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Quantum Dot Micro-LEDs


A traditional CRT television creates an image by exciting a fluorescent screen with an electron beam. It accelerates and controls electrons fired from an electron gun inside a vacuum tube, and is designed to emit the three primary colors of R (red), G (green), and B (blue) from a single phosphor pixel. LCDs and plasma displays subsequently appeared. Efforts to reduce costs and improve performance led to the demise of plasma displays, and LCDs came to monopolize the market. However, LCDs have are known for problems including slow reaction speed, poor conversion efficiency, and poor color saturation. Recently, organic light-emitting diode (OLED) displays and light-emitting diode (LED) displays have been developed and put into practical use. Compared with LCDs, OLED displays offer advantages including self-luminescence, wide field of view, high contrast, fast response speed, and low energy usage. However, they also exhibit problems including difficulty of mass production and high cost of materials. LED-based displays enable low power consumption and excel in high color intensity and high brightness, features that lend them primarily to use in screens for outdoor applications. Research and development is addressing smaller mini-LEDs and micro-LEDs to bring LEDs closer to desired screen resolution, creating a current need for chips with a size of 200 μm or smaller. Research and development of micro-LEDs at 100 μm or smaller size is still at the laboratory stage.

The application of micro-LEDs to wearable watches, mobile phones, smartphones, automobile head-up displays, micro-projectors, high-quality televisions, and other devices is also under study. Micro-LEDs can be used in flexible displays, and they have the potential to surpass OLED displays in performance because of advantages including higher contrast, higher brightness, longer life, and lower power consumption. However, micro-LEDs still face a number of technical issues, including transfer-printing issues at the mass production level and the need to represent all colors in display applications.


The principle behind RGB full-color displays is the production of all colors through the combination of three primary colors. The application of different currents to each of the RGB LEDs is a method of controlling RGB intensity. Another method is the use of ultraviolet rays, blue LEDs, or other illuminants to convert colors by excitation of light (photons). Color-conversion materials used in this method include phosphors and quantum dots.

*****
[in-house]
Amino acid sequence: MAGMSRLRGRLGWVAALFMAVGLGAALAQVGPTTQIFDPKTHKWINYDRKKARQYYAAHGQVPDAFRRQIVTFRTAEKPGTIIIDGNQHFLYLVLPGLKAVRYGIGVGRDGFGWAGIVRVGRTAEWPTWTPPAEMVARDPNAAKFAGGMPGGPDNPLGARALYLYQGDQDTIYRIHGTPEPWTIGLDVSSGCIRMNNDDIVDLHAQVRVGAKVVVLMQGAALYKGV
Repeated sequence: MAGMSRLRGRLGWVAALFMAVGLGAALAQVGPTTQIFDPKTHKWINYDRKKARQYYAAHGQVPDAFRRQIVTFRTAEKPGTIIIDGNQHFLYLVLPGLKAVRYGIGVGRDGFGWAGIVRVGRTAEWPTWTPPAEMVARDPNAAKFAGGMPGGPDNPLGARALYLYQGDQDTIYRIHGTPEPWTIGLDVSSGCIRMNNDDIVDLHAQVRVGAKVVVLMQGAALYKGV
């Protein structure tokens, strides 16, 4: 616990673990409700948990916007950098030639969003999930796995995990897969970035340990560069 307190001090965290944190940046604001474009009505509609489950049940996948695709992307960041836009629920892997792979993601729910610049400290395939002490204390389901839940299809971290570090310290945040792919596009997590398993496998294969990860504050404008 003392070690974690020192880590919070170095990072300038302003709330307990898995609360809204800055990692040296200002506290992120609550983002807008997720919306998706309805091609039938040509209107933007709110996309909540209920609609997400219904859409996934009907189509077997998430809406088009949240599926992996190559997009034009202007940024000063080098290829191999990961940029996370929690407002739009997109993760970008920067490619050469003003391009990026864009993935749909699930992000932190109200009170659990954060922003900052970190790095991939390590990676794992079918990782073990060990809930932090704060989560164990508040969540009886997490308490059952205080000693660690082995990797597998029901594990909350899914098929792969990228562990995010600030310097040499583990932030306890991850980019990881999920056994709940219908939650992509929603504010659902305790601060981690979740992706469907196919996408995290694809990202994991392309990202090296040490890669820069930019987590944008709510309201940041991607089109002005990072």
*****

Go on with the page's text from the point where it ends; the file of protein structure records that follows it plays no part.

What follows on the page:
Phosphors are able to emit specific wavelengths of light in response to excitation light, with each phosphor having its own fluorescence wavelength. Synthesis is also relatively simple. After LEDs are mounted on a circuit board, phosphors are deposited on the LEDs using methods such as spin coating or pulse spray coating, which also enables relatively easy preparation procedure as a color conversion material. However, problems exist as well, such as lower conversion efficiency caused by the absorption of excitation-light energy by the phosphors themselves. Moreover, while phosphors exhibit fluorescence effect at sizes of 1 to 10 μm, these sizes are large relative to the even-smaller micro-LED pixel sizes that are in increasing demand. Reduced efficiency caused by uneven surfaces is another problem. Attention has focused on quantum-dot-based micro-LEDs as a way to make up for these drawbacks, with the result that quantum dots have been called the only material capable of creating good micro-LEDs.

Quantum dots are characterized by high quantum yield, size-dependent emission wavelength, and a narrow full width at half maximum. Research is underway on micro-LEDs that combine UV micro-LEDs and RGB-emitting quantum dots to create full-color images using aerosol jet (AJ) technology.

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